Obama: 'There Are Plenty Of Ways Out Of This Mess'
MSNBC.COM - As the Republican-led House and Democratic-led Senate push ahead with separate measures to avert a calamitous U.S. default next week, President Barack Obama once again urged compromise in the stalled negotiations.
"Any solution must be bipartisan," said Obama from the Diplomatic Room at the White House. "We're in rough agreement," said the president. "There are plenty of ways out of this mess."
"The time for putting 'party' first is over," he added. "It's time to step up and show the leadership the American people expect."
During his address, president said he was ready to work with top Democrats and Republicans through the weekend to get a debt ceiling accord.
Obama warned that the nation is in danger of losing its top credit rating, and once again asked voters to pressure Congress to act.
On the heels of his comments, Capitol Hill staffers received notice that House telephone circuits are near capacity, resulting in outside callers occasionally getting busy signals.
He later reiterated his call to action on Twitter: "The time for putting party first is over. If you want to see a bipartisan #compromise, let Congress know. Call. Email.Tweet. --BO"
Republican House Speaker John Boehner failed to round up enough support for his plan Thursday evening, exposing a rift in the Republican Party that is hampering efforts to raise the debt ceiling before a deadline Tuesday.
Shortly after the president's speech, GOP lawmakers announced plans to tweak the House bill with hopes of gaining the votes needed for passage as early as Friday. The Rules Committee announced it would convene an emergency meeting at 12:50 p.m. ET.
Even if it passes the House, the legislation is likely doomed in the Senate.
Rep. David Dreier says the updated measure will still raise the country's borrowing authority by $900 billion and cut spending by $917 billion. But a second increase in the debt limit wouldn't take effect unless Congress sends a constitutional balanced budget amendment to the states for ratification.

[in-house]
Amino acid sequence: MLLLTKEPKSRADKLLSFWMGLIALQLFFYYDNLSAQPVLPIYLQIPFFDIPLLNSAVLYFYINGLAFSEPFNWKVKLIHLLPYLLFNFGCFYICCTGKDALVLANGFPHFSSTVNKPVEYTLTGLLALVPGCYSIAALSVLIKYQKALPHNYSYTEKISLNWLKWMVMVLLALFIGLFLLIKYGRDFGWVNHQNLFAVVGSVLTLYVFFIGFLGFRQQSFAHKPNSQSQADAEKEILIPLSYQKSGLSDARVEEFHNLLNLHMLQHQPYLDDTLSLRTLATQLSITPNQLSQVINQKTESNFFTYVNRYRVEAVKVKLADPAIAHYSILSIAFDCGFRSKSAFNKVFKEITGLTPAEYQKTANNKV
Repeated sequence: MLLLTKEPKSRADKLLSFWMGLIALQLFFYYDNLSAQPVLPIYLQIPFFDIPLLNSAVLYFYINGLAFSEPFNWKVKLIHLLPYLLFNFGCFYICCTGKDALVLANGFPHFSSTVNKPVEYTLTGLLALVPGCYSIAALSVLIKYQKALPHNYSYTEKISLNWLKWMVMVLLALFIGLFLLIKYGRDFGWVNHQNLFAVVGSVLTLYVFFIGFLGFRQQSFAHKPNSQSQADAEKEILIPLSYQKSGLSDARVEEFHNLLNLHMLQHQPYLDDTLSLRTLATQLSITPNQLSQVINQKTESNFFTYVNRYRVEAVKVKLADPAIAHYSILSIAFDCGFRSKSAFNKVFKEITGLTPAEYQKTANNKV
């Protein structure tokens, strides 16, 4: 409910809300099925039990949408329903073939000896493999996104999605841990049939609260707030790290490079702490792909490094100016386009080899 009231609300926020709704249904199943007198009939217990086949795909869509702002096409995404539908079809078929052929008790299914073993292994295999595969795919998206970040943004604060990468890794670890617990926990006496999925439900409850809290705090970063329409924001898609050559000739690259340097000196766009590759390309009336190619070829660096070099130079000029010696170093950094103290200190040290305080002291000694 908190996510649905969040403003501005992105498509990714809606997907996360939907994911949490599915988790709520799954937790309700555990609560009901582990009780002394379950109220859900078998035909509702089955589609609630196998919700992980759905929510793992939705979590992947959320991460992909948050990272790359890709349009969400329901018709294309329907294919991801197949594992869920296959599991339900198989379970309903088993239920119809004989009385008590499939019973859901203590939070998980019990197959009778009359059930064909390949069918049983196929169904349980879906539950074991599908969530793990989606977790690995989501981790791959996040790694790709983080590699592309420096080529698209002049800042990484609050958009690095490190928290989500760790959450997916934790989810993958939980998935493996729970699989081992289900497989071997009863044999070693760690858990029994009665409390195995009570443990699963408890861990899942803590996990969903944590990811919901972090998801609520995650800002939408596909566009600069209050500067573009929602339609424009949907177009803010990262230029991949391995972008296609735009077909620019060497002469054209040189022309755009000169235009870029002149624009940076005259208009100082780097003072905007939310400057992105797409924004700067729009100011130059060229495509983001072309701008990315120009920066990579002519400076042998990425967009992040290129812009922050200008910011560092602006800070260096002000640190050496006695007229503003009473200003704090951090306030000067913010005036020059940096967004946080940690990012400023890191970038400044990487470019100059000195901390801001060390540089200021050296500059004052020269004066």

That was a key demand of rebellious conservatives who withheld their votes from the legislation on Thursday night.
An aide who attended Boehner's meeting with the GOP conference told NBC News, "If we pass this today, we will have sent not one, but two bills to the Senate that would end this crisis. All that will stand between the American people and a resolution to this crisis will be the Senate, which has passed nothing."
In the upper chamber, Democratic Majority Leader Harry Reid pledged to move forward with his own proposal.
Speaking to reporters Friday afternoon, he called the House bill "right-wing leaning," and said his caucus would not support a short-term deal. He asked for Republicans to make suggestions to improve his legislation.
"This is the last chance to save the nation from default," Reid said earlier on the Senate floor. "Though the House of Representatives have not yet voted, that plan is flawed, that's why they've struggled for days to pass this inadequate legislation."
Reid has until 11:59 p.m. ET Friday to file cloture on his bill — so, the earliest the Senate could vote to file cloture is 1 a.m. ET Sunday. That sets up a final vote on Monday morning to send the legislation to the House. >>>CLICK HERE TO READ MORE
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